Wednesday, 29 August 2007
Proverbs - intro and Wisdom
Proverbs on sexual purity
The righteous and the wicked
Seven things God hates (pride, lying, murder, deceit, rebellion, gossip, strife)
A small-group from last night, coming up with straight answers to crooked character questions.
It is pleasing to see numbers holding up. We started with 10, built to 16 and then with two people away sick yesterday we were at 14. One of our guys who was sick apparently needs an x-ray, and has to go to Vietnam for something that basic. I get a little edgy when I hear of NZ and Aussie critics speak of our health systems being 'third world'. They have no idea ...
Monday, 27 August 2007
Our 'chariot' to a night out - Susie and Colleen
Susie, Sue Hanna (of Jehu's Driving School fame) and Colleen
Thanks to all those who emailed in. We still have an adventure ahead - to see if Kara's card, addressed to Phnom Penh post office, makes it here.
Friday, 24 August 2007
Back in Toowoomba we got to meet Mary Kluck, a great doctor who spends about nine months in the year working here in Phnom Penh. We emailed her and yes, she is in Phnom Penh at this time and invited Sue to come on over and get poked and prodded. Her verdict is that a nerve has been cut and that Susie will need micro-surgery to get things back to normal - something that cannot happen in Cambodia.
Spot the sore one ...
God is good all the time and there will be an answer to this. We are in contact with our medical insurance friends who, at this stage, can neither confirm nor deny what our policy is good for - until we get more info across to them. Mary says that something needs to happen 'within weeks rather than in months' - so it is not urgent as such. Loretta in NZ is contacting a specialist friend and we are in contact with this amazing caring Creator ....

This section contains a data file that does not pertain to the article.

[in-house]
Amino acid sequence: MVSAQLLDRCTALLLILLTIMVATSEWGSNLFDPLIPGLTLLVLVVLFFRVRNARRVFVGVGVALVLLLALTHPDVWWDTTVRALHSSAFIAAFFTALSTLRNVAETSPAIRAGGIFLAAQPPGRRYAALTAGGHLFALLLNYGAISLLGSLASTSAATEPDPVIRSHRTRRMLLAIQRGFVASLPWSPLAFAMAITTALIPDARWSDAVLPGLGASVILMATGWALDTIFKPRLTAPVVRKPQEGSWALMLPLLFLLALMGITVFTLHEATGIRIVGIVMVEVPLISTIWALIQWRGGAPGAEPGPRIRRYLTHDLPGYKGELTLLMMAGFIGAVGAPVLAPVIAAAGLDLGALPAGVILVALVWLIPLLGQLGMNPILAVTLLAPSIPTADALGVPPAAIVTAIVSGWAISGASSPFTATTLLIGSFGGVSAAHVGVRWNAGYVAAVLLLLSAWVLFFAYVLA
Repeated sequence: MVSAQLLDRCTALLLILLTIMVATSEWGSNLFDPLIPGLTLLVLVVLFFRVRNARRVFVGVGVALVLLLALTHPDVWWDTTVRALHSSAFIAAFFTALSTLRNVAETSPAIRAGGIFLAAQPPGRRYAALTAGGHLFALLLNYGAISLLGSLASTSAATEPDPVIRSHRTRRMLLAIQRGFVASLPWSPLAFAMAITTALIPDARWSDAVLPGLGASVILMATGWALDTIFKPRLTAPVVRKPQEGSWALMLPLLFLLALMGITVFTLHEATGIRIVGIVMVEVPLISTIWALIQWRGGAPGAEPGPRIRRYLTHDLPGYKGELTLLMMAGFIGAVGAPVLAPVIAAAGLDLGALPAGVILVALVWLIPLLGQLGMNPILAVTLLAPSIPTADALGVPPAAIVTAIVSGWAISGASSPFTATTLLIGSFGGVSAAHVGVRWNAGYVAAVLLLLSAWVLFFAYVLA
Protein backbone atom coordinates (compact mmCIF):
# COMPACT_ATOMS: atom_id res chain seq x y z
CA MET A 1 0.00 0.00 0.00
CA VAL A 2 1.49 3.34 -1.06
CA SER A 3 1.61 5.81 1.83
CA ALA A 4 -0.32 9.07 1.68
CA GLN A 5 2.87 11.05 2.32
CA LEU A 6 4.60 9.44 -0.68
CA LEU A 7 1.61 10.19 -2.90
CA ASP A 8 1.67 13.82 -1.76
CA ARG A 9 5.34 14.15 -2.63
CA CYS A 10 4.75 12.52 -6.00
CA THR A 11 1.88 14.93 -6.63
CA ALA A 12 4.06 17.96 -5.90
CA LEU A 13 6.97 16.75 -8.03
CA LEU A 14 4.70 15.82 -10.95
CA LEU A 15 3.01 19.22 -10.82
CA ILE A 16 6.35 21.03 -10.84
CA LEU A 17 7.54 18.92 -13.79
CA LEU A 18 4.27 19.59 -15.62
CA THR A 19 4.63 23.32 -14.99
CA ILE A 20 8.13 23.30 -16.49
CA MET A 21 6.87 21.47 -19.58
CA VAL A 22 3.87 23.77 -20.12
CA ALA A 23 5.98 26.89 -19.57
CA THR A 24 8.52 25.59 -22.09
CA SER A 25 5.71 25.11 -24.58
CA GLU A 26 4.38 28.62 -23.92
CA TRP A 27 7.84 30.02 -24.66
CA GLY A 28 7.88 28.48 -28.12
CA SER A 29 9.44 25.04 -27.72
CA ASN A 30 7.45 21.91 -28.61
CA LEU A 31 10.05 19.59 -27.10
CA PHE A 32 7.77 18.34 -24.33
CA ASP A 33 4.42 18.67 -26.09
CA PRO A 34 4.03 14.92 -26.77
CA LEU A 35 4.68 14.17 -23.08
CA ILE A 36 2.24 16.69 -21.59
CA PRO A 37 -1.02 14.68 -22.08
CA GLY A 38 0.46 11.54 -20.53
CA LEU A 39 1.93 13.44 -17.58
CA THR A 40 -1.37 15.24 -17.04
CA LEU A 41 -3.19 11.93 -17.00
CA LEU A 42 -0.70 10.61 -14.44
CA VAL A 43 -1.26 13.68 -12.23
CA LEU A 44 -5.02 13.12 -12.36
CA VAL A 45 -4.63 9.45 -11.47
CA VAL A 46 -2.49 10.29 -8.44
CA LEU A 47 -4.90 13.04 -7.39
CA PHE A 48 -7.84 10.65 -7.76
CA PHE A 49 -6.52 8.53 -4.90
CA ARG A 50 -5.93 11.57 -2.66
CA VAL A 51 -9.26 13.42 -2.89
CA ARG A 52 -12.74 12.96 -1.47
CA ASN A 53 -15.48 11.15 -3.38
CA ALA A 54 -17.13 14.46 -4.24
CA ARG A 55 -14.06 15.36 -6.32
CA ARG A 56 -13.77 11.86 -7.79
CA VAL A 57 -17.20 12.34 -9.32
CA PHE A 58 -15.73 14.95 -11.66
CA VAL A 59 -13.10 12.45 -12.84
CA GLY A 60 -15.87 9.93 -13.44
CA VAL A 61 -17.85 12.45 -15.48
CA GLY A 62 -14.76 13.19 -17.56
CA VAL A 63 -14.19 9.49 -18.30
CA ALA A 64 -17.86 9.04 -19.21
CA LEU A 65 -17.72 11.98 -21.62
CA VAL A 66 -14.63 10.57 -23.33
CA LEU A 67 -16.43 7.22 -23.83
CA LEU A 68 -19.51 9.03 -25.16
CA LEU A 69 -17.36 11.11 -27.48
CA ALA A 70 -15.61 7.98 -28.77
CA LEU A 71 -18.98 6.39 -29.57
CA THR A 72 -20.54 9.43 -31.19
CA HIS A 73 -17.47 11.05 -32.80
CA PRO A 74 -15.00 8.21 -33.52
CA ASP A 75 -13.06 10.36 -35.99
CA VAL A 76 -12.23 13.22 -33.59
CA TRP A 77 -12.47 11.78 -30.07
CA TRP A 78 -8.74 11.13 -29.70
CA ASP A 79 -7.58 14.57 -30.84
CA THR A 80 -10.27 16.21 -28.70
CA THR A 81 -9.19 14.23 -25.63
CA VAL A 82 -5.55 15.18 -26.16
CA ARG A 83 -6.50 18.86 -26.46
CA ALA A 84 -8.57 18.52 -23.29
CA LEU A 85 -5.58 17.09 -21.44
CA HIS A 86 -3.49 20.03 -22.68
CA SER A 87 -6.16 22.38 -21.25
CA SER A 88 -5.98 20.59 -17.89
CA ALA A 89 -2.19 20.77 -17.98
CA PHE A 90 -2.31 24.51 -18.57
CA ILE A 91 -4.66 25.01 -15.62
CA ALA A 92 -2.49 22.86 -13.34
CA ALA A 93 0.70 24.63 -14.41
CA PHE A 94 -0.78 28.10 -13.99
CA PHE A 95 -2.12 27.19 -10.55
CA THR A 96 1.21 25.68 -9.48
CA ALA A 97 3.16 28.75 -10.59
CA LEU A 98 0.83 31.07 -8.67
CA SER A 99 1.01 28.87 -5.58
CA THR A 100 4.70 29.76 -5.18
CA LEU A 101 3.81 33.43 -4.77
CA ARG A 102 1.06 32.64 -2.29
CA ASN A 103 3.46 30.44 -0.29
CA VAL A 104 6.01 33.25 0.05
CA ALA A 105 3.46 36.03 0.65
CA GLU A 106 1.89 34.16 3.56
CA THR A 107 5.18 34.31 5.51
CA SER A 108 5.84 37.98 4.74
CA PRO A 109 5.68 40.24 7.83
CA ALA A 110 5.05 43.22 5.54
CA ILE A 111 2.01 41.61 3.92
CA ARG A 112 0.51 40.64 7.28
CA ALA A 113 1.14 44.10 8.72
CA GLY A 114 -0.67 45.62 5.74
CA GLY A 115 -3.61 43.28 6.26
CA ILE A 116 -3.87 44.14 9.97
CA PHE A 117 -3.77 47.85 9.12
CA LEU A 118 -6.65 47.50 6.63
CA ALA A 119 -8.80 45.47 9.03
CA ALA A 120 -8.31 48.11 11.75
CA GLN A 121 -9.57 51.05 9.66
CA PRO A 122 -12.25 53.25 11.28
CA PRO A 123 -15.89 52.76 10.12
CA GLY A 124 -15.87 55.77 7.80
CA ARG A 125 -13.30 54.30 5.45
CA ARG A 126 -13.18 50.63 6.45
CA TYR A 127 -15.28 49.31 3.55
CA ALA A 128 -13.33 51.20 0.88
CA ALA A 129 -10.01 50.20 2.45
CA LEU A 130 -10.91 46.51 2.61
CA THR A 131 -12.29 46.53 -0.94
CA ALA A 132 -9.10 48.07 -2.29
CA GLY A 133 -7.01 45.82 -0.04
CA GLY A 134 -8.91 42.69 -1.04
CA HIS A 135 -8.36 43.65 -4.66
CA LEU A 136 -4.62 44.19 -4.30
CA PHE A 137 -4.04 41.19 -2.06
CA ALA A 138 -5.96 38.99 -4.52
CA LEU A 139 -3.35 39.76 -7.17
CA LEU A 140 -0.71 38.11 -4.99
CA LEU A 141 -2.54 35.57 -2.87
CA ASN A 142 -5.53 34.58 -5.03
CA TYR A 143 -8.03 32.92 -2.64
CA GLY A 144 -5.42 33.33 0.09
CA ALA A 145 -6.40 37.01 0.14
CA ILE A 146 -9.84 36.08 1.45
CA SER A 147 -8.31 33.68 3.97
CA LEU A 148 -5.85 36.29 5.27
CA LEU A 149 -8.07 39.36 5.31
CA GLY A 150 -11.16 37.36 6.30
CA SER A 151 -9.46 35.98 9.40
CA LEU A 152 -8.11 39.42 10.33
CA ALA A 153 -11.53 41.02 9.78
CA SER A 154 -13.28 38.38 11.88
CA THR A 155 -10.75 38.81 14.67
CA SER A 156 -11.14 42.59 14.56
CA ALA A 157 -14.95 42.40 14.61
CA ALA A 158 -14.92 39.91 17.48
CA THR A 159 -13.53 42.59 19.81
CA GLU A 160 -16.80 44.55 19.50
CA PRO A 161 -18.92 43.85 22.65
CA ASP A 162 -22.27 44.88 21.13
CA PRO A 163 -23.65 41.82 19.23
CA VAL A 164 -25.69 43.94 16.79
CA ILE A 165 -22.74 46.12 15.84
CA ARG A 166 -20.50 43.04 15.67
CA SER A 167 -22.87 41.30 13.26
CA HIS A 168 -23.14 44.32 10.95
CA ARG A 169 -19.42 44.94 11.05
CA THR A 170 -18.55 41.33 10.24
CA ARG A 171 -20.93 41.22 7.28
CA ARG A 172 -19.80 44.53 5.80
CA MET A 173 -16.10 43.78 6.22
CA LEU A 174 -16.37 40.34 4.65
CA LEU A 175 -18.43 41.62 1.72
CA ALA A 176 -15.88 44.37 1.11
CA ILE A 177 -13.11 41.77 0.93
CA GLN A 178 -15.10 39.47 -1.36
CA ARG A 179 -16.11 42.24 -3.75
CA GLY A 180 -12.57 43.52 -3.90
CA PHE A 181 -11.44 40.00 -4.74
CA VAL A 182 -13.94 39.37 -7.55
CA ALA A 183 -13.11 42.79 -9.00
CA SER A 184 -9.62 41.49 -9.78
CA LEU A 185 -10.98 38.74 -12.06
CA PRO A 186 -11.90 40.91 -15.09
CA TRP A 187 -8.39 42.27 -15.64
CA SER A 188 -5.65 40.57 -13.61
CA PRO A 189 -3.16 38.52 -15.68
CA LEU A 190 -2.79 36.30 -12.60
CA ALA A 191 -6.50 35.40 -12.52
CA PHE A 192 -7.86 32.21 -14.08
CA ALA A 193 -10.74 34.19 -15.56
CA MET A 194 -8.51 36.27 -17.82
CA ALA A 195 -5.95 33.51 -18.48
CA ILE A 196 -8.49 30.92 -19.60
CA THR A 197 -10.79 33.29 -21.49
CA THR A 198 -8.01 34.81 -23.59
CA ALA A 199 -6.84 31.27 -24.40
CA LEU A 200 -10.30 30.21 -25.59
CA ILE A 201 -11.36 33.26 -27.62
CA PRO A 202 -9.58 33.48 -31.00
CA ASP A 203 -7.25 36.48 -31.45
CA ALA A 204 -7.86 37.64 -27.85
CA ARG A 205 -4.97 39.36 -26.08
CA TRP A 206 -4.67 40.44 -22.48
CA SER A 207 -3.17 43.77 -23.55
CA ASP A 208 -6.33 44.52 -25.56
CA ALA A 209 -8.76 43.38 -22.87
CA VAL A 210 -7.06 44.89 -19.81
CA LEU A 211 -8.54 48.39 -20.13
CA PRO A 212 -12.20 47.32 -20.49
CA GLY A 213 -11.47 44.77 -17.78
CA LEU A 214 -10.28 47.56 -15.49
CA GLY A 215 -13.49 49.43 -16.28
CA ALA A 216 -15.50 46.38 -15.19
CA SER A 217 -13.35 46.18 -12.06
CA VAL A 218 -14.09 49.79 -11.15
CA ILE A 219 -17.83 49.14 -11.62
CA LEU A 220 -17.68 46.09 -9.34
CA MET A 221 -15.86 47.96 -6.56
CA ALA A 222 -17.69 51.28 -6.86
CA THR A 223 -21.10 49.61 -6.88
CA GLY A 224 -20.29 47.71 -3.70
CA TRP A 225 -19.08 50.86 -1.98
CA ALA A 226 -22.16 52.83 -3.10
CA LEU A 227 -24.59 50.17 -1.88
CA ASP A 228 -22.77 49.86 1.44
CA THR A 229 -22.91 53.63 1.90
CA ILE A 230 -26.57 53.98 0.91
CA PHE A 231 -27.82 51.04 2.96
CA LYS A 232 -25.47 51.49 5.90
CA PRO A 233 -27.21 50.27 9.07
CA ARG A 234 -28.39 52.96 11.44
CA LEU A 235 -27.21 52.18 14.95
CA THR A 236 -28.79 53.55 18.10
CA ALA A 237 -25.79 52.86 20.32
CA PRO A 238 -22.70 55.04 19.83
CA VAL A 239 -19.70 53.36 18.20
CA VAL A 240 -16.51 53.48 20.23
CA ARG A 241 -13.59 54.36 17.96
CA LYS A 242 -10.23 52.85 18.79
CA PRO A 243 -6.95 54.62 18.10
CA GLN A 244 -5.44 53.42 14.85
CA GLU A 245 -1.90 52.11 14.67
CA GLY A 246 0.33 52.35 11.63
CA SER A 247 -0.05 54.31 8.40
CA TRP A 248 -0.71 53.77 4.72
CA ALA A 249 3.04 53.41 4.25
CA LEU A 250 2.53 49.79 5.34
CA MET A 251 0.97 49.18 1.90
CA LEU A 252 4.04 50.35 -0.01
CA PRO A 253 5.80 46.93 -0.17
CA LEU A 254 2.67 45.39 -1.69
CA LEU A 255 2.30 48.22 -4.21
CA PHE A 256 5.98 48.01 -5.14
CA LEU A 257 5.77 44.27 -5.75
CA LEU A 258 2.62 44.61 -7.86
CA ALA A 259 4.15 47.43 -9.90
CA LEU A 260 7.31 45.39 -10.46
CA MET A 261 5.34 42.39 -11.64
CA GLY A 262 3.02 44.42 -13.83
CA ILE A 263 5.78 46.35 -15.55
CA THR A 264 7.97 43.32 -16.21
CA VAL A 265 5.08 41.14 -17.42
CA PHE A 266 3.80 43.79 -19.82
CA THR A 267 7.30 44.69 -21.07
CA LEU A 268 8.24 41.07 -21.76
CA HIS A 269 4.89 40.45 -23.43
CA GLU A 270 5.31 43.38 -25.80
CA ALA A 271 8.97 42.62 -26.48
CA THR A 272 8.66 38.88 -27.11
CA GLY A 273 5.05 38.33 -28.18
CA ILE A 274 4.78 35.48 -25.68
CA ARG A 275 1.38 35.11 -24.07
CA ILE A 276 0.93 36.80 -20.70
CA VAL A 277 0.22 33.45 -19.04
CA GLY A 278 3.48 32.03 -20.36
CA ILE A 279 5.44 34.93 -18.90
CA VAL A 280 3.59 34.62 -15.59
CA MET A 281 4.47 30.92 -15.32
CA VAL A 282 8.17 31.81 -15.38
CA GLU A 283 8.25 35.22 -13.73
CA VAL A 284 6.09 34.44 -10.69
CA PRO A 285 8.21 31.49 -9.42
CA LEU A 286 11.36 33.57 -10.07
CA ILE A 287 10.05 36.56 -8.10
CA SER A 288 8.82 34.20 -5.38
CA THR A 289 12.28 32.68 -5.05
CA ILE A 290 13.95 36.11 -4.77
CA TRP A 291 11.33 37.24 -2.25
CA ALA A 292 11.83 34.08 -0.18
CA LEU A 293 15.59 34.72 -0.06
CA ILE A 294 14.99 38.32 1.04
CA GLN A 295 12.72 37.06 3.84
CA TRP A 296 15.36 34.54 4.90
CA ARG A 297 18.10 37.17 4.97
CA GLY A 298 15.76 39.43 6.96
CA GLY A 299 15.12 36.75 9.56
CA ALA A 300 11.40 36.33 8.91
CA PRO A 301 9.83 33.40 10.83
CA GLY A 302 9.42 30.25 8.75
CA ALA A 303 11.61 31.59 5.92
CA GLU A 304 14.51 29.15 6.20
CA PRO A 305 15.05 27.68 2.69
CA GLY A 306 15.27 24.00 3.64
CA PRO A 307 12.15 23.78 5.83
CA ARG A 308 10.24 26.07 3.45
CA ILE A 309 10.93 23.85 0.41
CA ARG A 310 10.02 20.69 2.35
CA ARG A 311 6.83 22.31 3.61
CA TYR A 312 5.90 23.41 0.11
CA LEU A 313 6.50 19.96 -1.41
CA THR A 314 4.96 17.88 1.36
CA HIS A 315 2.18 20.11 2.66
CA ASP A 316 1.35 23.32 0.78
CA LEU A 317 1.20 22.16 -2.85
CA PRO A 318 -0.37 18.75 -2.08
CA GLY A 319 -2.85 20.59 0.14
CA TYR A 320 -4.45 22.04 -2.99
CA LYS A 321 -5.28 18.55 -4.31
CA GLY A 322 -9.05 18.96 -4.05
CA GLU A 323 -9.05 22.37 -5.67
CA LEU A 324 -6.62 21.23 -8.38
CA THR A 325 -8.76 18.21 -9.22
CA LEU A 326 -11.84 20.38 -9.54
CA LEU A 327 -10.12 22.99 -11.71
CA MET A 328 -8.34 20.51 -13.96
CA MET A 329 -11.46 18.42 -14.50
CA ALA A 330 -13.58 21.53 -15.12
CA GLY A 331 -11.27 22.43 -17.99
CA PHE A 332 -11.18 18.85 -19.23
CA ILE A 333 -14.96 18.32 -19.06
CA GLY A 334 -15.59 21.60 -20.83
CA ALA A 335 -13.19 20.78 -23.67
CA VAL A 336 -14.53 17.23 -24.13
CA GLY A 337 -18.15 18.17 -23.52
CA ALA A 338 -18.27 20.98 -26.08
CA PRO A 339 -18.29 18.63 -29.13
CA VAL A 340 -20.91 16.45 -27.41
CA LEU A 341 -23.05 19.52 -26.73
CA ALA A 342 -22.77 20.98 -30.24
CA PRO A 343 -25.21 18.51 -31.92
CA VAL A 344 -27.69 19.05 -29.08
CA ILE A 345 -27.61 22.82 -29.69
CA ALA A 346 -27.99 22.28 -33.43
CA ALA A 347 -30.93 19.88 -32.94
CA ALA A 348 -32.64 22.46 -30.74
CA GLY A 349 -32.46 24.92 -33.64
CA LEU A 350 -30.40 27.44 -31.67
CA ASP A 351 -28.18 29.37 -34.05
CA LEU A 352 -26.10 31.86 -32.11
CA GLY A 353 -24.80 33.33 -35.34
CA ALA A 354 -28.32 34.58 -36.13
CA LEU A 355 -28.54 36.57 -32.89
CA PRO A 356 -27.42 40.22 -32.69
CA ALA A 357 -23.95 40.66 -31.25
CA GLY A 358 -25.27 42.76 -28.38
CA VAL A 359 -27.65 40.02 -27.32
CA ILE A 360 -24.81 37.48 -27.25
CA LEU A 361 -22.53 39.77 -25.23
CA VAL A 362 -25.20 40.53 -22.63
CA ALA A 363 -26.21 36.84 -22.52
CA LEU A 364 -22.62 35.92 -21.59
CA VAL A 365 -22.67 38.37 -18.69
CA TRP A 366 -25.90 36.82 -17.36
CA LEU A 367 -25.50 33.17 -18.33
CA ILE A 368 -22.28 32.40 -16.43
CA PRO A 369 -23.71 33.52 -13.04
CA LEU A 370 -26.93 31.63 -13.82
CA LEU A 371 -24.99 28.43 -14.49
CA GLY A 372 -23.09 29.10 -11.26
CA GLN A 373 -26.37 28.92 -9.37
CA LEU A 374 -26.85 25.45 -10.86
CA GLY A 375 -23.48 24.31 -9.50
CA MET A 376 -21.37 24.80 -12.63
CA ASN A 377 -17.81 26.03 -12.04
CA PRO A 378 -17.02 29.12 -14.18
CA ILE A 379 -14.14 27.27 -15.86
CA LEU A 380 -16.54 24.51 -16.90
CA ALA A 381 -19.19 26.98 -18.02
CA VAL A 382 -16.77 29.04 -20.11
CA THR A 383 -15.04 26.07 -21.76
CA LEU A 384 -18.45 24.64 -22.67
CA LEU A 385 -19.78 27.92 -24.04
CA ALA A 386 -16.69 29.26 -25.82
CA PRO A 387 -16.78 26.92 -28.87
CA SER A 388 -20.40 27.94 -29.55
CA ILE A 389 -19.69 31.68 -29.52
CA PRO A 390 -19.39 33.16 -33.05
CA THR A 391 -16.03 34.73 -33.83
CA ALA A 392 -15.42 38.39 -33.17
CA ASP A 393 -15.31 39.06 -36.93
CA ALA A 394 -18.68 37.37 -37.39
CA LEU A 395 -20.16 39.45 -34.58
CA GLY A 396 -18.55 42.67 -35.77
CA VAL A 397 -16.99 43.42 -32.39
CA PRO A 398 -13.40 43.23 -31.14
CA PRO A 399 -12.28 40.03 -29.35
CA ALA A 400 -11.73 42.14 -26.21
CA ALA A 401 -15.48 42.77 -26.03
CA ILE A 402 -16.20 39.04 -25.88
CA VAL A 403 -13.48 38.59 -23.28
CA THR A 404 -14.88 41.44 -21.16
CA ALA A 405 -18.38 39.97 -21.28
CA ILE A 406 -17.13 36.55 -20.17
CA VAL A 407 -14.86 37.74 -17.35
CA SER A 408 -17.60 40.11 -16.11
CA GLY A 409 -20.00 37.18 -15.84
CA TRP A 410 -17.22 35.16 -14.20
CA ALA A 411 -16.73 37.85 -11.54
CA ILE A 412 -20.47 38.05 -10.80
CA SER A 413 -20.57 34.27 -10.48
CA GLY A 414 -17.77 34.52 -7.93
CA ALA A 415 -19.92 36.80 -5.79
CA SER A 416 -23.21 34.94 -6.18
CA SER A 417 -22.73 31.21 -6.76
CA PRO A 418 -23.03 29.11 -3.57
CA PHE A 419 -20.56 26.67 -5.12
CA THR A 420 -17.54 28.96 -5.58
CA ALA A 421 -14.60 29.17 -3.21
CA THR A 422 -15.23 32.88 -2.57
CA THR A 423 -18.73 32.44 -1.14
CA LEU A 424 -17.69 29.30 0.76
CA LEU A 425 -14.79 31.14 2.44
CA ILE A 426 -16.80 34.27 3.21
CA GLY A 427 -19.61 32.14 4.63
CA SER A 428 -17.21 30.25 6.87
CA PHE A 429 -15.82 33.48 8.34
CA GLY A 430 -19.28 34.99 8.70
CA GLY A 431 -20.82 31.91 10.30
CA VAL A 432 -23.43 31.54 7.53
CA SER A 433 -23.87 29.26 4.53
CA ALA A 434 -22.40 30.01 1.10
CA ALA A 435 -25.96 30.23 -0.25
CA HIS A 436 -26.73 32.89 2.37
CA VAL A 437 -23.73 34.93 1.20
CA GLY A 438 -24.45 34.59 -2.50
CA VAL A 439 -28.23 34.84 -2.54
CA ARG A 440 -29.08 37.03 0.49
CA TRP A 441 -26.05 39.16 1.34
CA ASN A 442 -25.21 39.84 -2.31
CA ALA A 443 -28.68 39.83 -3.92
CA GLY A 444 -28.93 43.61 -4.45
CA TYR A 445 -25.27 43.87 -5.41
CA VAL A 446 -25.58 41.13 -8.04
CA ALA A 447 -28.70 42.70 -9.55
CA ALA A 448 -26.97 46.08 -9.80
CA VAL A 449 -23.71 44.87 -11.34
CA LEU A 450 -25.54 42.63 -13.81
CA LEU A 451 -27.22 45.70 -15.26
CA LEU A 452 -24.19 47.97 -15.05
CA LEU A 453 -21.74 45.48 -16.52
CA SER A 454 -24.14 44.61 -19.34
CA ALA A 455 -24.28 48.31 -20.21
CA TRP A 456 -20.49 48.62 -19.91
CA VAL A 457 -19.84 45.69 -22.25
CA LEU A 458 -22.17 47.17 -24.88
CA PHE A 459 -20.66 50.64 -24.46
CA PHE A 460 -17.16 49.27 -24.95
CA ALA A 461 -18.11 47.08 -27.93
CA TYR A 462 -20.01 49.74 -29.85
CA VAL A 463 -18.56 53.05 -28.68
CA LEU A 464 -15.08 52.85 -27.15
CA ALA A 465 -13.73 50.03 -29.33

It is all a bit of a giggle for Sue, this pre-school education thing ...
Monday, 20 August 2007
Anyway, we decided to proceed with our planned week-end getaway to a little coastal town called Kep. Aussie friends Mark and Jo joined us too. We have been over two months in Phnom Penh now, and were seriously feeling the need of fresh air, green trees and sand between our toes. So following language class on Friday we packed and, seeing that buses were already gone, haggled a taxi fare for the 170km, three hour journey ($25).
Queen Sihanouk's holiday residence - ready for a spot of renovating
Home sweet home for someone, it would appear
Kep is a great place to do very little - read, walk, explore and sit around a dining table talking for hours. We checked into some modest little wooden bungalows high on a hill that overlooked the coast through to Vietnam. With a nice wind coming off the sea and some rain showers, temperatures were perhaps 5 degrees less than in Phnom Penh - wonderful!!
It was a bit wet and windy to do the half-hour boat ride out to Rabbit Island, where real white sand and blue waters lie. No problem - next time. Apparently the boats are reluctant to go much further out than Rabbit Island as the Vietnamese border is somewhere further offshore and it is not a good idea to annoy the boys with machine guns.
Jo and Sue exploring Kep a la moto. We booked a couple of guys for an hour - but 40 minutes was more than enough to see around this little town.
Bush walk with Mark and Jo. Susie insisted on a good snake-killing stick but alas, not a snake in sight!
Coming back to Phnom Penh was somewhat eventful. The bus had been towed out of a scrap-heap last year, I do believe. Five hours of bouncing has persuaded us that a few extra dollars for a taxi is the way to go - both ways! Never-the-less, we are refreshed and blessed - and looking forward to returning to our happy place every couple of months or so.
Saturday, 11 August 2007
In the end, this was not unexpected. We had Aussie friends at a hastily-arranged Chenla Theatre meeting last night, with Delirious. Part way into the meeting, the theatre manager came under such pressure from the authorities, he pulled the power. Mark says that they continued to worship the Lord in the dark!!